But the traditional definition of value looks at P/B ratio, P/E etc.  These do not lend themselves to a digital world.

If you apply the traditional metrics today, all “value” gets you is old world companies, which frankly, are unlikely to do that well going forward.

So for this, I do absolutely agree that valuations matters. But I would disagree on the definition of “value” stocks.

In today’s world, Alibaba at 30x P/E but growing at 30% year on year can equally be a value stock.

Big changes in prices the past few weeks, so I will be reviewing the FH Stock Watch again. Targetting to have it out by this week/next.

Update: Access the latest FH Stock Watch here. Big changes from the 2020 version as the reflation trade has played out to a great extent, and prices have changed materially.

Love to hear your thoughts!

Note: This article is a premium article that first appeared on Patron. If you enjoy articles like this, do consider supporting Financial Horse and getting access to premium articles, my personal stock watch list, as well as my personal portfolio allocation.


  1. We definitely are in unprecedented waters and I think it would be foolhardy to trick yourself that you can ‘time’ the market. But to break it down, there are just 3 key factors to look out for. 1) The Fed. If they increase rates now it’s going to drive up credit spreads and simply kill more businesses in the US. At the same time, they are continuing with QE to drive down market rates. But this also results in 2) Inflation. As a reserve currency the US really has a high moat to protect itself against inflation as measured by CPI. But with such a weak dollar, even though dollar index is still around 90, the dollar has depreciated against many other currencies. As commodity prices soar (just look at corn, iron ore, its just simply blowing my mind), it will eventually be reflected in the prices of goods and services in the US. The coming inflation wave simply cannot be avoided. So Biden, Yellen, Powell they really are heading into stagflation if nothing is done. Unlike 1971, there are no more monetary tools that can be used to get out of this. And 3) China. The Chinese and Japanese bailed out the US in 2008. But is it going to happen again? No sovereign fund in the world is buying treasuries right now with USD set to depreciate another 10 – 15% by 2023 according to Goldman.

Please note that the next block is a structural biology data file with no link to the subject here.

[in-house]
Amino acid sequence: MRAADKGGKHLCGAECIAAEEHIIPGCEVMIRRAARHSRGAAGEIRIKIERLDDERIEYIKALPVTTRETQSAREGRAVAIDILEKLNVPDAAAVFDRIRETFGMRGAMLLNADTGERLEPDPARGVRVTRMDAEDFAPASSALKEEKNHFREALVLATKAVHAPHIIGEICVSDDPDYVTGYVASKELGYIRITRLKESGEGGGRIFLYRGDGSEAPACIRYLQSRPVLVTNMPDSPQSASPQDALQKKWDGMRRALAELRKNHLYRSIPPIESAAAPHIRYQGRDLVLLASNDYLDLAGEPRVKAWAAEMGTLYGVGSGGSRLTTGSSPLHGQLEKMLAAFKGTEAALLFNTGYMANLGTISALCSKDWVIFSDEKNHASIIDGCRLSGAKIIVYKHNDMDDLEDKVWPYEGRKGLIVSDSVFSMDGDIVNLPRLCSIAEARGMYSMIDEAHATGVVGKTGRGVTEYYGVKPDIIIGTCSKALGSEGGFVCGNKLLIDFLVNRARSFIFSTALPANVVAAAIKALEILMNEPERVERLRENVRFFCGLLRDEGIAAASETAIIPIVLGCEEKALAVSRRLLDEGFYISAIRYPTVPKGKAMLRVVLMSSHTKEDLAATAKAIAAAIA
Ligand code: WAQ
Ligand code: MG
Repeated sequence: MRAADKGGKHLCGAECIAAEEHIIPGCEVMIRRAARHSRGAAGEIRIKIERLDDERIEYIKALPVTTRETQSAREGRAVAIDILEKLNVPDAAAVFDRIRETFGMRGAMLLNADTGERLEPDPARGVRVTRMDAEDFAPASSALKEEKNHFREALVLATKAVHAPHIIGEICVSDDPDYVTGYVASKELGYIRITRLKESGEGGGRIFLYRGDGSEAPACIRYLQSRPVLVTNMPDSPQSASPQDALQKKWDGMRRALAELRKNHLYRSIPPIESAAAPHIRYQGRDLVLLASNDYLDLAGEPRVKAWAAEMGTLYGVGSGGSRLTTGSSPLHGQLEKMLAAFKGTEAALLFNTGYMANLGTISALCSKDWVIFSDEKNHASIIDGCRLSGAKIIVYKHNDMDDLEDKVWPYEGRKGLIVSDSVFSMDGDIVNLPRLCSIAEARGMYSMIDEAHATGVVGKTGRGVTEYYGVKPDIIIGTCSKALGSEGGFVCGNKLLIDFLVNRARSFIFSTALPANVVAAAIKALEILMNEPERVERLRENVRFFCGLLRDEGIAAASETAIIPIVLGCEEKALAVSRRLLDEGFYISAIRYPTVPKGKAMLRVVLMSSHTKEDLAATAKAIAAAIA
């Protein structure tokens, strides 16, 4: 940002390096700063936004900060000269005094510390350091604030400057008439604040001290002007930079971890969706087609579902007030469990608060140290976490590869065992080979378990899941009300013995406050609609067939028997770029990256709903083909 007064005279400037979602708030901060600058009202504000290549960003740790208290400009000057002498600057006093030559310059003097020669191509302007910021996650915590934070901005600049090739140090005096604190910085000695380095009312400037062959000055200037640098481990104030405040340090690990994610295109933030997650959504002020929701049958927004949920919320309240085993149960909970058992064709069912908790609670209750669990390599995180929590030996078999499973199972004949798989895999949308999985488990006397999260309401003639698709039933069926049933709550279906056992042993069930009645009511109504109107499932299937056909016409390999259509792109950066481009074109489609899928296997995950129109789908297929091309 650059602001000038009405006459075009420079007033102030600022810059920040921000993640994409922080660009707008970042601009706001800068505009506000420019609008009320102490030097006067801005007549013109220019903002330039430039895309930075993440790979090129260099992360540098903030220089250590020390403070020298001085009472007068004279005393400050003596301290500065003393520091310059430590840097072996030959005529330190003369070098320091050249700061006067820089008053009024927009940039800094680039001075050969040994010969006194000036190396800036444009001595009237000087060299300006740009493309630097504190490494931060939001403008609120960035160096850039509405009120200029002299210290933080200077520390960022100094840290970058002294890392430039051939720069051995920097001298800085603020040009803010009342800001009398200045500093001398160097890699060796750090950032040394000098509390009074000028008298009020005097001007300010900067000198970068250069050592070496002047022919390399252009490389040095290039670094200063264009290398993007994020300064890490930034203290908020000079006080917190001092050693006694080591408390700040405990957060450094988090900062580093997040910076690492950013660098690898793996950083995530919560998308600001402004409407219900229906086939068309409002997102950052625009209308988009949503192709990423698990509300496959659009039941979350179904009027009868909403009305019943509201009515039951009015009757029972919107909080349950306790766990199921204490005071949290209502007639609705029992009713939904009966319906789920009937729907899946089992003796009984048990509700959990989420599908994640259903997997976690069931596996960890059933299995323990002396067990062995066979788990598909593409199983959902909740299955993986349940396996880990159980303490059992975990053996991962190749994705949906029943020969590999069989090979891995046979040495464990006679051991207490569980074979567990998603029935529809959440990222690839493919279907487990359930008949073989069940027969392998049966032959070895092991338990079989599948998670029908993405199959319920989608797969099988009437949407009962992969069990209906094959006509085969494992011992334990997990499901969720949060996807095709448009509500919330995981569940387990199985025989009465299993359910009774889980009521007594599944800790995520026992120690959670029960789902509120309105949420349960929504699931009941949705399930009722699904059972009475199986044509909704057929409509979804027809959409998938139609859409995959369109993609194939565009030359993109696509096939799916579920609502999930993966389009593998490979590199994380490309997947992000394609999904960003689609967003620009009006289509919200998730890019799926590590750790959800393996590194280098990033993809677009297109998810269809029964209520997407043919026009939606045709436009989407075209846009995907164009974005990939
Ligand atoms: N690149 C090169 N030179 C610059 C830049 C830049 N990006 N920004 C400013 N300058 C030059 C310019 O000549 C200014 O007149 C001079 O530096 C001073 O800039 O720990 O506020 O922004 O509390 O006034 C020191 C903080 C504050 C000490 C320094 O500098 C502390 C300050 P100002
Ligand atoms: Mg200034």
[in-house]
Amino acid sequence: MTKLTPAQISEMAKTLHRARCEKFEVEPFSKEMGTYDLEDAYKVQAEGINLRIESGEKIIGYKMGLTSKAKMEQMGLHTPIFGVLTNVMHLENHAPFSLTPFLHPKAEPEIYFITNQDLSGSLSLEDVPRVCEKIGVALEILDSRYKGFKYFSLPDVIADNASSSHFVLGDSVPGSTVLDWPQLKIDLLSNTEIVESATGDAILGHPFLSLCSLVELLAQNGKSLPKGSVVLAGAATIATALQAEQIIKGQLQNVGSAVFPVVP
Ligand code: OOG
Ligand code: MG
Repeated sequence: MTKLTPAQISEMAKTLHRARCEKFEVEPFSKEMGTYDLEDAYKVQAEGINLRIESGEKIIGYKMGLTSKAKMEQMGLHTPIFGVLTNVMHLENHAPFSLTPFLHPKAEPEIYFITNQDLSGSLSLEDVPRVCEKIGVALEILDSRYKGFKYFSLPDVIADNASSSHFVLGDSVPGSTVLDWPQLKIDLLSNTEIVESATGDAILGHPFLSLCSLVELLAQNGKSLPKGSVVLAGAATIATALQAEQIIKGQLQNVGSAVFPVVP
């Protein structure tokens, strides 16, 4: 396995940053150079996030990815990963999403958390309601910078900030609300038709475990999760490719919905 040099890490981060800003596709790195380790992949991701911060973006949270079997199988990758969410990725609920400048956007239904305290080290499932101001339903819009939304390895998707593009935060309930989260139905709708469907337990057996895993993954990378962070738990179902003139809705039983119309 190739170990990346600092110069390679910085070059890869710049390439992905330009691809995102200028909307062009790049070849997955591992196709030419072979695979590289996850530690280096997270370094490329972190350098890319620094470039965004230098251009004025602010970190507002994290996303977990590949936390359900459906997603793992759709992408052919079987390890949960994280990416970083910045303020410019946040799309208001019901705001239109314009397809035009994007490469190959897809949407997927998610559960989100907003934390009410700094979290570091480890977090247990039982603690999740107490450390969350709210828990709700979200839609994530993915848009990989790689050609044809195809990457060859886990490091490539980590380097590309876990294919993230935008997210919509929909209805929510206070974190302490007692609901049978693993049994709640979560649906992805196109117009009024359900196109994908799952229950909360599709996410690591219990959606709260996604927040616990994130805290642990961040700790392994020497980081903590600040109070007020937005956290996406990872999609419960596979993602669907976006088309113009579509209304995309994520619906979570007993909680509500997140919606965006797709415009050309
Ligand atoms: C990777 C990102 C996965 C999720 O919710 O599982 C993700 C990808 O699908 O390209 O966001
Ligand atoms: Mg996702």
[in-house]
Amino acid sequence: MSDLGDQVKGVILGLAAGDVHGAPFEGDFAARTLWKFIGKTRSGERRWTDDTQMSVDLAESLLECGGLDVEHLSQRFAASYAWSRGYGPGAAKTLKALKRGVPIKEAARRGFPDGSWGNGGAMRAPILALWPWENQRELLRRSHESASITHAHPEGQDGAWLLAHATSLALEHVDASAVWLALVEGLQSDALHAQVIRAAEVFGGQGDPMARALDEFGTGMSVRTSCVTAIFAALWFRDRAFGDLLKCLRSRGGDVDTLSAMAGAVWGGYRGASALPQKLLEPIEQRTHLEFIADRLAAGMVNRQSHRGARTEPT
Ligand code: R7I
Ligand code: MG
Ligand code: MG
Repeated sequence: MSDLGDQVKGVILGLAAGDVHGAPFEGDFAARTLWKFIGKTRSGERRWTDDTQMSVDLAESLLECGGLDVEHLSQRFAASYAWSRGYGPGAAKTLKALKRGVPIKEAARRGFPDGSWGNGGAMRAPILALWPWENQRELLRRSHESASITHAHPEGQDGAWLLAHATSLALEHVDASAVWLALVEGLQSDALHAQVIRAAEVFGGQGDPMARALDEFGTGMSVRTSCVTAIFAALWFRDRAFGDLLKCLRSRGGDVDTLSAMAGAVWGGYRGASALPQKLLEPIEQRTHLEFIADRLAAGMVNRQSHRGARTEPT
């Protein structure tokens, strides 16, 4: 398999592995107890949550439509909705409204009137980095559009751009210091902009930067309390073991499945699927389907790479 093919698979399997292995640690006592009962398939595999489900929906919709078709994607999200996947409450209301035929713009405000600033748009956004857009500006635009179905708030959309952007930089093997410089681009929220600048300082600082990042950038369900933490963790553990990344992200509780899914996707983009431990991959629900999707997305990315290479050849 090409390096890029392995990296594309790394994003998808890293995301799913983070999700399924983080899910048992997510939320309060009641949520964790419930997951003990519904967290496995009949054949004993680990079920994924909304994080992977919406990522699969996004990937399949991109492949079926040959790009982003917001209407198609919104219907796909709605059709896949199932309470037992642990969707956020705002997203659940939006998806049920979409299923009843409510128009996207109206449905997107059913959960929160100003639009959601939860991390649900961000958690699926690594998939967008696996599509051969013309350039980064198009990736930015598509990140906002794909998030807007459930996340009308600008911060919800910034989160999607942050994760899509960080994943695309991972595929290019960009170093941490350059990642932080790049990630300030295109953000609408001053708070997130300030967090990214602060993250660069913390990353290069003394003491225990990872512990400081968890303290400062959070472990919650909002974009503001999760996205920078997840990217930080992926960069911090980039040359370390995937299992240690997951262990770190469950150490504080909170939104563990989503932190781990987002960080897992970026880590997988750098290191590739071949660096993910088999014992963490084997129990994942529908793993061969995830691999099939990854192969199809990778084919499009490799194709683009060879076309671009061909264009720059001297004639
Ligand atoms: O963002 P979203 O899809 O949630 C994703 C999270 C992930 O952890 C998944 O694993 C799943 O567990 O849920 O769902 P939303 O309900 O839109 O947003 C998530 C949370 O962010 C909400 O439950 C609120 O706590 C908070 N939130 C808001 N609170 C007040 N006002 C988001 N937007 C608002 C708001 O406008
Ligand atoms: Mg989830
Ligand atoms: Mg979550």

At the end of the day for individual investors, its a battle of patience and emotion. Do you follow your greed and buy into the market because FOMO? Or do you stay patient and wait for impending doom, which might take 6 months to happen, or 3 years to happen, nobody knows? I think if you are close to retiring or in your 50s, the safest thing is to just sell it all and wait, because honestly you cannot afford the risk. But if you are young and confident in your future career, its probably time to ask yourself: Which economies will be the stars in 2030? Which sectors and industries will define the next 10 years? Invest in the future, stay patient, and don’t FOMO is my advice. Because I believe in fundamentals, and if you purchase the Cisco/Google of the future now, you will probably be having pretty good returns in 20 to 30 years. Of course if you are 50 you probably cant afford to wait that long. Reality check will come sooner or later. I’d rather take a 5% loss than be the fool on the street in a couple of years.

    • Hi Little Monkey, that’s a good comment. I do agree with you on most of the points. I agree the fed is boxed in (can’t turn off liquidity), and I agree the eventual outcome in the mid term is likely to be inflation and currency depreciation.

      For individual investors, how to navigate this climate is really a question of risk appetite and investment goals. And like you said, longer term, bet on the big secular trends that will shape the world over this decade.